A ‘global coalition of parliamentarians’ needs to be set up to meet the urgent international challenge of delivering a quality education to millions of girls who are currently being denied access to any at all,
a new report
The study, written by academics in the
Research for Equitable Access and Learning (REAL) Centre
at the Faculty of Education, University of Cambridge, and commissioned by the Foreign and Commonwealth Office, urges politicians to collaborate ‘across geographical and political divides’, in a concerted drive to ensure that all girls gain access to education by an internationally-agreed target date of 2030.
data gathered by UNESCO
, an estimated 130 million girls are currently out of school. Over half of all school-age girls do not achieve a minimum standard in reading and mathematics, even if they do receive an education.
The call for collective, inter-governmental approaches to address this is one of seven recommendations in the report, which together aim to provide a framework for ‘transformative political action’.
Among others, the authors also stress that marginalised girls will only be able to access education if governments adopt a ‘whole-system’ approach to the problem. That means addressing wider societal issues that currently limit women’s life chances beyond education – such as gender-based violence, discrimination, or social norms that force young girls into early marriage and childbearing.
The full report, Transformative political leadership to promote 12 years of quality education for girls, is being published on 25 February, 2020, by the
Platform for Girls’ Education
. It is being launched in Geneva, as ministers convene for the 43rd session of the Human Rights Council.
Co-author, Pauline Rose, Director of the University’s REAL Centre said: “Everyone – or almost everyone – agrees that improving girls’ access to quality education is important, but progress has been limited. The report aims to provide a framework so that governments and those in power can turn goodwill into action.”
“More than anything, we need to look beyond what individuals, or single Governments can do, because we will only address this challenge successfully through bipartisan coalitions and collective approaches.”
The need to improve girls’ access to education is recognised in the UN’s Sustainable Development Goals, set in 2015. These include commitments to provide inclusive and quality education to all, and to achieving gender equality and the empowerment of all women and girls, by the year 2030.
With the clock ticking on that deadline, initiatives such as the Platform for Girls’ Education have been launched to lobby for quality education for girls. The Platform is part of the international ‘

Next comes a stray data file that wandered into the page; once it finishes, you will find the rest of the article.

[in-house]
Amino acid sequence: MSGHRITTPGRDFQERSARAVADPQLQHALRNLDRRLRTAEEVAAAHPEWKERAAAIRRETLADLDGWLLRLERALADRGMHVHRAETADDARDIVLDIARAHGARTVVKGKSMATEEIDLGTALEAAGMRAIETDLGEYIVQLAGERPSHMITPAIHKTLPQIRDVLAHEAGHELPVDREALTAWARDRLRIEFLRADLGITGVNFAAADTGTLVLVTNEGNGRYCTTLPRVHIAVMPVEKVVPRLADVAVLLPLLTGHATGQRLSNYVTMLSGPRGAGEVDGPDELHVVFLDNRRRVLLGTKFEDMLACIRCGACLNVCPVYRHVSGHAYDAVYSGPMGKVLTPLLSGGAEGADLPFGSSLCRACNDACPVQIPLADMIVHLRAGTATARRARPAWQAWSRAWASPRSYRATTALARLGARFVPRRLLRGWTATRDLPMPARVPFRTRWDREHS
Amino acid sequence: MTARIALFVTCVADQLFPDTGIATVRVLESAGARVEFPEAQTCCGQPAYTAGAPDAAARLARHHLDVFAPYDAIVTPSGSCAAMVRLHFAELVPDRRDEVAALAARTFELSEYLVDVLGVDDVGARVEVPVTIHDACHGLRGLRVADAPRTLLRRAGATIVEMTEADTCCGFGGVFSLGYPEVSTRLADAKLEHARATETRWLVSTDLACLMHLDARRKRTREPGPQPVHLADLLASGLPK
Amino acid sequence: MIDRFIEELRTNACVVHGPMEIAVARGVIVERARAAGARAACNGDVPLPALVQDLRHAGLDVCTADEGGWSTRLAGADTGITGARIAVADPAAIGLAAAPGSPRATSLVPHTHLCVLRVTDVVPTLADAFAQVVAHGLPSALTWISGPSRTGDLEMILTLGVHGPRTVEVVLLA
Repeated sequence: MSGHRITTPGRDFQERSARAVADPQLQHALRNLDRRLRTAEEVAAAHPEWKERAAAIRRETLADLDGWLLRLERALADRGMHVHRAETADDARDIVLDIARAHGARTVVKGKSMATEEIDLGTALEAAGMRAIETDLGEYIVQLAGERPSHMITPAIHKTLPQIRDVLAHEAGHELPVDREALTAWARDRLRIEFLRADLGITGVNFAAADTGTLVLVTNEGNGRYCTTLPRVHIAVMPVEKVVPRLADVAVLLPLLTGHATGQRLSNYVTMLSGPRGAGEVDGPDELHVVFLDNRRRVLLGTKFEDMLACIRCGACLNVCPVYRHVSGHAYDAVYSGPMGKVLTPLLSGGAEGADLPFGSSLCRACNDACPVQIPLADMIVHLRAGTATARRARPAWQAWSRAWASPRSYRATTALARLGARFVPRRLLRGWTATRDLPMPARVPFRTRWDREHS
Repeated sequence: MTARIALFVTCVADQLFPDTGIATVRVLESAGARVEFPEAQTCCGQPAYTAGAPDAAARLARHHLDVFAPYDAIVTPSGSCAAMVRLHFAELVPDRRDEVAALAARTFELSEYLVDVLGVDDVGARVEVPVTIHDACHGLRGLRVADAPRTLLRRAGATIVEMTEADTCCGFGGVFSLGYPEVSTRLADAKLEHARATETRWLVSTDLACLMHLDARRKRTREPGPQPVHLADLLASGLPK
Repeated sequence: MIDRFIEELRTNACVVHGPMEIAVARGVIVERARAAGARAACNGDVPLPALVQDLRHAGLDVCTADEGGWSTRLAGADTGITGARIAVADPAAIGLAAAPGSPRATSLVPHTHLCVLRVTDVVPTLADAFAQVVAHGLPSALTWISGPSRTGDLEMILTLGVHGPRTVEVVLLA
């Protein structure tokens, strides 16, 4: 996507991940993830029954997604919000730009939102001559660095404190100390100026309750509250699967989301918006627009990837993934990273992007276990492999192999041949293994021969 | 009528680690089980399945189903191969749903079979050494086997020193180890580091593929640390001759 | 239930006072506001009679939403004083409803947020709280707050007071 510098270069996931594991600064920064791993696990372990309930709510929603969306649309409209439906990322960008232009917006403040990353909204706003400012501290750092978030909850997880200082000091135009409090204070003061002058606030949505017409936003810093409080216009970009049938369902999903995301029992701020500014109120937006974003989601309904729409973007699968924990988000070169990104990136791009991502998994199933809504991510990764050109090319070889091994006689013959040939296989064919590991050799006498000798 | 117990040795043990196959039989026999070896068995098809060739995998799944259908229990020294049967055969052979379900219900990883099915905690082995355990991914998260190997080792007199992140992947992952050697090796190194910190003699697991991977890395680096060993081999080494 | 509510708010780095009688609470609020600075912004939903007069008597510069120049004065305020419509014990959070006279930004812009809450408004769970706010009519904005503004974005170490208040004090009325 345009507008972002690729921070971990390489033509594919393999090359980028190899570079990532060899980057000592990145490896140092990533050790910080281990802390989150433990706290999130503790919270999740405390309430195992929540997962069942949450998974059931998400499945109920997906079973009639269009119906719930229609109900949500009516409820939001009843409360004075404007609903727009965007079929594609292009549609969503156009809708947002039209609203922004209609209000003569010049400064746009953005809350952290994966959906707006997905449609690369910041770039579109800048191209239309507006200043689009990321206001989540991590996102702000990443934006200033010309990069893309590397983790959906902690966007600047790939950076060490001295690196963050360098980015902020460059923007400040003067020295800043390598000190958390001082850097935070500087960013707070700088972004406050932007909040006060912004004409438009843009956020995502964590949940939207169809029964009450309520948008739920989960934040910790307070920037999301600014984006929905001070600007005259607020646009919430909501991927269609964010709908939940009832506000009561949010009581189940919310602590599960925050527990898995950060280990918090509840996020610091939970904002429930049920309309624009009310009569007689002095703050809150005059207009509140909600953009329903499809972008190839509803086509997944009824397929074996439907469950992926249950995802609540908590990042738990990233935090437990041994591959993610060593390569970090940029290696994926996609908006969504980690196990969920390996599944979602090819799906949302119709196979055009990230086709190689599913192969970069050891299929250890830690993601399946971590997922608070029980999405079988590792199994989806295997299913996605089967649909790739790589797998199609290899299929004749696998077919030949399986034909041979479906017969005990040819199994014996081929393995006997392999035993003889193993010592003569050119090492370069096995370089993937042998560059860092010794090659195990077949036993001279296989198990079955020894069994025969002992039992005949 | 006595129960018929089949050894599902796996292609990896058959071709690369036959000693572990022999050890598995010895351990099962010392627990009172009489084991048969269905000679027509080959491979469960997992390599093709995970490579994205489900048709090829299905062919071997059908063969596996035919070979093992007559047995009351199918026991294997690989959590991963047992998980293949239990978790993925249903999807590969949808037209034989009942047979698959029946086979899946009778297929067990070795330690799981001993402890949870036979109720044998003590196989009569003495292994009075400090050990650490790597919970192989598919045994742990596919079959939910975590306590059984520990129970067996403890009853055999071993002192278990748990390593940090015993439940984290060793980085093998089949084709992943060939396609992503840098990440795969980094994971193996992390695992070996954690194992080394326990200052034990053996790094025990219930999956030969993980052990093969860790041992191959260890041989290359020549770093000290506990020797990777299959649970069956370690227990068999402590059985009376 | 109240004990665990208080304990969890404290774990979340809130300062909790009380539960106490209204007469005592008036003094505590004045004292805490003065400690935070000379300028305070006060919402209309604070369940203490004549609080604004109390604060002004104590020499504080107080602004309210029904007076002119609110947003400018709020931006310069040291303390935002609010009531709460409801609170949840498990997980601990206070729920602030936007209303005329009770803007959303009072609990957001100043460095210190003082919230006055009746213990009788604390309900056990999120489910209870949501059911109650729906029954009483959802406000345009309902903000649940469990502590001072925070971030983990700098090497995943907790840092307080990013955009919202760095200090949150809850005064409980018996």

Leave No Girl Behind
’ campaign, which calls for all girls to receive 12 years of quality education – an ambition restated by the present British Government in the
December 2019 Queen’s speech
In a statement accompanying the report’s release, however, the UN Girls’ Education Initiative (UNGEI), which provided feedback on the study, observes that: “Political momentum is not being sufficiently translated into reforms that will put us on track to achieve our Global Goals by 2030. The world is failing to deliver on its promise of quality education, and girls remain the most marginalised.”
Building on earlier studies, the new report identifies seven ways in which governments can take concrete, sustainable and effective action to resolve this.
It was based on a global review of current efforts, with a focus on low and lower-middle income countries. The researchers also carried out interviews with 11 current and former political leaders involved in championing girls’ education.
Its seven main recommendations are:
Heads of government, ministers and MPs must use their platform to demonstrate commitment to the development of policies supporting the aim of 12 years of quality education for all girls. Senior civil servants should be equipped to ensure that this continues across election cycles.
Women leaders should be represented at every level of government to improve gender-balance in decision-making and to act as role models.
A global coalition of parliamentarians should be established to advocate for girls’ education, working across political divides.
Senior civil servants should invest in and use data on education that separates out information on gender and other sources of disadvantage, so that this evidence can inform policy-making.
Political leaders must collaborate with key stakeholders in gender equality and education issues – such as women’s and youth organisations, civil society organisations, and religious leaders.
Government ministers and civil servants should take whole-system approaches to embedding gender equality in national plans and policies, given the multiple barriers to girls’ education.
Governments should implement gender-responsive budgeting, that ensure sufficient domestic resources are applied to girls’ education.
“Successful reform rarely depends on individuals acting alone,” the authors add. “It relies on alliances, collective action and advocacy. Networks and coalitions are vital to tackle issues that are beyond the capacity of individuals to resolve, as well as to provide a stronger, collective voice.”
The full report is available at: